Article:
DJ and I found that only 20% of the aircraft at the museum still had their factory data plates, so we were forced to refer to the museum’s data files to analyze the rest of the airframes’ history.  This was accomplished over three days, and we reviewed the material for spelling and grammatical errors as well.  Once complete, the Curator ordered the new placards for the aircraft, and once arrived, they will be em-placed on new stands for each aircraft at the museum.

During the research work for the placards, I was also tasked with my regular docent duties and giving tours.  Sometimes manning concerns would relegate me to running the gift shop on occasion, but this normally did not happen for more than a couple of hours or so.  Next week I look forward to doing some restoration work on the F-15 Eagle and/or the F-16 Fighting Falcon in preparation for the open house event that we will be holding on June 2nd.  The Open House will be on Saturday from 0800-1600.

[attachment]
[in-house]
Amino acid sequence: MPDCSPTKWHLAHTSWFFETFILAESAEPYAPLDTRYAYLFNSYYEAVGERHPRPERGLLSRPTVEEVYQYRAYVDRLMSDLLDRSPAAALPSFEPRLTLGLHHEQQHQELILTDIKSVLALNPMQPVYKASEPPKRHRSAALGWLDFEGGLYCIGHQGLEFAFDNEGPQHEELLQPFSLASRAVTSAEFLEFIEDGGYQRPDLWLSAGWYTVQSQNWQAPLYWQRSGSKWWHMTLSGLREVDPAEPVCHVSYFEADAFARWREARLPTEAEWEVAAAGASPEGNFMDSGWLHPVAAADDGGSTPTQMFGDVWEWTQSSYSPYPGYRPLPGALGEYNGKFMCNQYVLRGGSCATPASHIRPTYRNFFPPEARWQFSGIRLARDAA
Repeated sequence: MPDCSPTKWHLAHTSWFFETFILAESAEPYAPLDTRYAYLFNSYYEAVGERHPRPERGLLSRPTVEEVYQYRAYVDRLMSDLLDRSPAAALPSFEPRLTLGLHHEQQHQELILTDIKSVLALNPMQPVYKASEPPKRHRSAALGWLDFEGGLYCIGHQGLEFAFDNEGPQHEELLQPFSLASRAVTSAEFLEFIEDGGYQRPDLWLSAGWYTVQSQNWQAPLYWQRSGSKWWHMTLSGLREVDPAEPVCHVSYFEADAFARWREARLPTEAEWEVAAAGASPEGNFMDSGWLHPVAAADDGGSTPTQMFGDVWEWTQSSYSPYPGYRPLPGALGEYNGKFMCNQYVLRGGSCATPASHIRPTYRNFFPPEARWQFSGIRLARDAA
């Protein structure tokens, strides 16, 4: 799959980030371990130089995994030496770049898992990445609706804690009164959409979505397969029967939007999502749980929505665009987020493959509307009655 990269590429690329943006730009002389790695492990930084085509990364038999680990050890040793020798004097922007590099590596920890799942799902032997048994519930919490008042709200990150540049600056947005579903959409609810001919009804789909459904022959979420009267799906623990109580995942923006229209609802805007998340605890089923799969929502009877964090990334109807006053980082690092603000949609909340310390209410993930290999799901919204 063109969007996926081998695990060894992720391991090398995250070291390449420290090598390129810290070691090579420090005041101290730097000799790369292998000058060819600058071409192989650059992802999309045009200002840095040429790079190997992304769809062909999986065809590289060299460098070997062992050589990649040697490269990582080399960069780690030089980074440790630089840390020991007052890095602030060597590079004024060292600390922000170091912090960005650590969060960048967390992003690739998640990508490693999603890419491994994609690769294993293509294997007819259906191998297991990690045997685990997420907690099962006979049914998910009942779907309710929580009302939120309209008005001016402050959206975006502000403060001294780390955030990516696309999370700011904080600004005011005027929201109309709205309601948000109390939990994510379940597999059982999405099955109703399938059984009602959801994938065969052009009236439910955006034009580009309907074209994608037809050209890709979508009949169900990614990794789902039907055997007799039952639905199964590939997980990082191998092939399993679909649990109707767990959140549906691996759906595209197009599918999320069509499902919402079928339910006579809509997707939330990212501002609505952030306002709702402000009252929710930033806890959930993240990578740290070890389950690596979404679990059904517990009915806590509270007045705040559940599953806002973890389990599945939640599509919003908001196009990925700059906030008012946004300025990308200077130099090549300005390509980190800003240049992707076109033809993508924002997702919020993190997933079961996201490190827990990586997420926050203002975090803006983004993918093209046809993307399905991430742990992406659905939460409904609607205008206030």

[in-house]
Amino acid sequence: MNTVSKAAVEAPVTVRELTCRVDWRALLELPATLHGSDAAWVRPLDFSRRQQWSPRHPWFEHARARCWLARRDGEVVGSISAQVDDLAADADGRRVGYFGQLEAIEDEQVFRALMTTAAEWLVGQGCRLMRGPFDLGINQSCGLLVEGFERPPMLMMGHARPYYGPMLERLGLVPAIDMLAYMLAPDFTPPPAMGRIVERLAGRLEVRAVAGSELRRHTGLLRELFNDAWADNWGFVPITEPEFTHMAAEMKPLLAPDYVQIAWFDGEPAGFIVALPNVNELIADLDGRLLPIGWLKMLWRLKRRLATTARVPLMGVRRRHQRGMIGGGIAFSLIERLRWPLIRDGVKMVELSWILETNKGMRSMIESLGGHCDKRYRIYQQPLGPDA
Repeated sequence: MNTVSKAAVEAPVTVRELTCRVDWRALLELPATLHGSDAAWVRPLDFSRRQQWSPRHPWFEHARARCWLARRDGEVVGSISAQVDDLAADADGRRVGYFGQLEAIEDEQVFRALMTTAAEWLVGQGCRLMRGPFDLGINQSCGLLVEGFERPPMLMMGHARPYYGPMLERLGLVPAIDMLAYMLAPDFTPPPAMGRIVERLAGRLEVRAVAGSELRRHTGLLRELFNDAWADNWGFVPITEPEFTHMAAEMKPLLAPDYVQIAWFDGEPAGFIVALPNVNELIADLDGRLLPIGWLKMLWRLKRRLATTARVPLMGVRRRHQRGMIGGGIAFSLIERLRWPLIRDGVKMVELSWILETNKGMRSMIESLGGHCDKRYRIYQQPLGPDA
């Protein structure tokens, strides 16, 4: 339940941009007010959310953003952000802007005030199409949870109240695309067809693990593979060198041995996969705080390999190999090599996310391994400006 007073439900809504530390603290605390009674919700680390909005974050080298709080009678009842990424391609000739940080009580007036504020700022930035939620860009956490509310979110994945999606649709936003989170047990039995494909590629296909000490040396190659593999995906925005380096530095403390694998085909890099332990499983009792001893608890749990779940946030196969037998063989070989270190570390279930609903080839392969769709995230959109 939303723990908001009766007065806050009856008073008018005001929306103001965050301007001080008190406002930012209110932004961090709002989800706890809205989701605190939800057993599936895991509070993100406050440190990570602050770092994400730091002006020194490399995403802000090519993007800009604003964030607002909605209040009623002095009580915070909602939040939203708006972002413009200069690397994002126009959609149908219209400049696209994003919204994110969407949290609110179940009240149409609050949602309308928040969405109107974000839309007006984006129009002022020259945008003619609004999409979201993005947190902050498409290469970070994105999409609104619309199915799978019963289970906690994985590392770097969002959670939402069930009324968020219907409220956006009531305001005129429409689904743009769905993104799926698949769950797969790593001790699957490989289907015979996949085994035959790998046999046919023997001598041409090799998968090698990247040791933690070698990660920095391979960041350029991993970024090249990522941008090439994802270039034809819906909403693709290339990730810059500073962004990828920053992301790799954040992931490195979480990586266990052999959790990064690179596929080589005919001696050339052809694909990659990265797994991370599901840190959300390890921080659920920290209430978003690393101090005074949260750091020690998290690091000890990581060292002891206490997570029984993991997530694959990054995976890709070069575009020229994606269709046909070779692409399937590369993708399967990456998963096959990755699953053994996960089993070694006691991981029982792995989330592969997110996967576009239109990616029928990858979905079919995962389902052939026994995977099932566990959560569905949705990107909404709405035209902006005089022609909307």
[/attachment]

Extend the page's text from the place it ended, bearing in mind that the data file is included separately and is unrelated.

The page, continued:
Internship at Pueblo Weisbrod Aircraft Museum – Week 1 (14 May 2018 Thru 18 May 2018)

This week I started my Summer internship at the Pueblo Weisbrod Aircraft Museum located in Pueblo, Colorado.  The internship is for six credit hours, so I will have a significant investment in work at the museum this Summer.  It will take approximately 8 1/2 weeks to meet the minimum hourly requirements to satisfy the internship for six credit hours if I work Monday thru Friday from 1000-1600 daily.  There will be some additional days that I will work on the week-ends from time to time that will also go towards my hourly total as well.